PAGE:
Closeup of hands holding a pet iguana. In the wake of a pandemic with ties to the wildlife trade, a research team from WSU and four other universities received a $2.75 million grant to study how biological, social, and economic factors influence the pathogen spread through animal trade networks.

“The global wildlife trade is a major pathway for the spread of diseases that affect both humans and wildlife”, said Jonah Piovia‑Scott, associate professor at Washington State University Vancouver. “Our research focuses on the amphibian pet trade, but we expect it to yield insights about the biological and socioeconomic factors that influence the movement of pathogens through other kinds of wildlife trade networks.”

With more than 2.5 million amphibians imported in the U.S. each year for pets and more than 600 million live animals moving throughout more than 180 nations per year, the need for advanced pathogen detection and mitigation strategies is critical. This is the first study to investigate the bidirectional coupling between socioeconomic factors and pathogen dynamics across a tractable wildlife trade network.

The project is being funded by the Ecology and Evolution of Infectious Diseases Program, a joint program of the National Science Foundation, National Institutes of Health, and the U.S. Department of Agriculture.

Piovia‑Scott is a co‑principal investigator from WSU on the project along with Jesse Brunner, associate professor at WSU Pullman. Both are from WSU’s School of Biological Sciences. Matt Gray, professor at the University of Tennessee’s Institute of Agriculture Department of Forestry, Wildlife and Fisheries, is the lead investigator.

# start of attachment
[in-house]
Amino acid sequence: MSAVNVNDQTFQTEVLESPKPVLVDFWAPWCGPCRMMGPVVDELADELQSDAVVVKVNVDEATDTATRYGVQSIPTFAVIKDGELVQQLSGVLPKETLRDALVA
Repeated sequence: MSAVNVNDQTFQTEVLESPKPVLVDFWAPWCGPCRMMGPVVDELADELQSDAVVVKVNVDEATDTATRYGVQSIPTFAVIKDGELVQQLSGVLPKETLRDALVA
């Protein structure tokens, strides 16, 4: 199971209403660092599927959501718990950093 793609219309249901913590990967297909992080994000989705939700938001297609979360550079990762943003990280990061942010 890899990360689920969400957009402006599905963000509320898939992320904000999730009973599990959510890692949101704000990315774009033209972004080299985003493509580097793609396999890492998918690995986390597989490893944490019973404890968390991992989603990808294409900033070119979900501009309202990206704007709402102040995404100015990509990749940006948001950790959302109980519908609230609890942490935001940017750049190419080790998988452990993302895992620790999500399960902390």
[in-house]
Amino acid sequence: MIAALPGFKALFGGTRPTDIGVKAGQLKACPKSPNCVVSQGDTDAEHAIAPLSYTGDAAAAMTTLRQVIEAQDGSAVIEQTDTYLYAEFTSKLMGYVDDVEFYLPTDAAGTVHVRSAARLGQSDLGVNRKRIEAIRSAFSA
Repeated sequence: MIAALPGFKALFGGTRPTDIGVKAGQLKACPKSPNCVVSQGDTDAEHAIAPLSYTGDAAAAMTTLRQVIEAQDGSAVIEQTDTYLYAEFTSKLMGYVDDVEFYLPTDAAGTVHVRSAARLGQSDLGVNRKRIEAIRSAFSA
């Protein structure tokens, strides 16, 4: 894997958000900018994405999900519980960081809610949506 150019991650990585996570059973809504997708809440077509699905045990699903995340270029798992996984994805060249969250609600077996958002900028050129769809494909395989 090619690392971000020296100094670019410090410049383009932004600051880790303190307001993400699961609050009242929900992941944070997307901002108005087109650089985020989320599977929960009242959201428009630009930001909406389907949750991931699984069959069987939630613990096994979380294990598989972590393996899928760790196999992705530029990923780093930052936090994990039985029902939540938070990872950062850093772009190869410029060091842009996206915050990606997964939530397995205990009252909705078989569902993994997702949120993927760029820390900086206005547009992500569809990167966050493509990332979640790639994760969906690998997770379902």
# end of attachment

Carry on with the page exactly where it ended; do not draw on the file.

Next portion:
The goal of the study is to identify how socio-economic decisions and pathogen dynamics impact each other in the wildlife trade network, focusing on the amphibian pet trade. The study aims to inform policies that support biodiversity conservation and prevent future pandemics.

Jonah Piovia-Scott

The evolution, emergence, and spread of novel pathogens has been widely discussed even before the first case of COVID‑19 was reported in 2019. Many infectious disease outbreaks, like that of monkeypox, chronic wasting disease, and COVID‑19, have been linked to the wildlife trade.

“Our research is focusing on amphibian pathogens in trade but will be used as a model for other pathogens of concern,” Gray said.

In addition to the University of Tennessee and WSU, other collaborating institutions are Michigan State University, the University of Massachusetts, and Rutgers University. The team is also collaborating with the amphibian trade industry through a partnership with the Pet Advocacy Network.

Top photo by Giu Vicente, Unsplash

By Sylvia Lindman, WSU Insider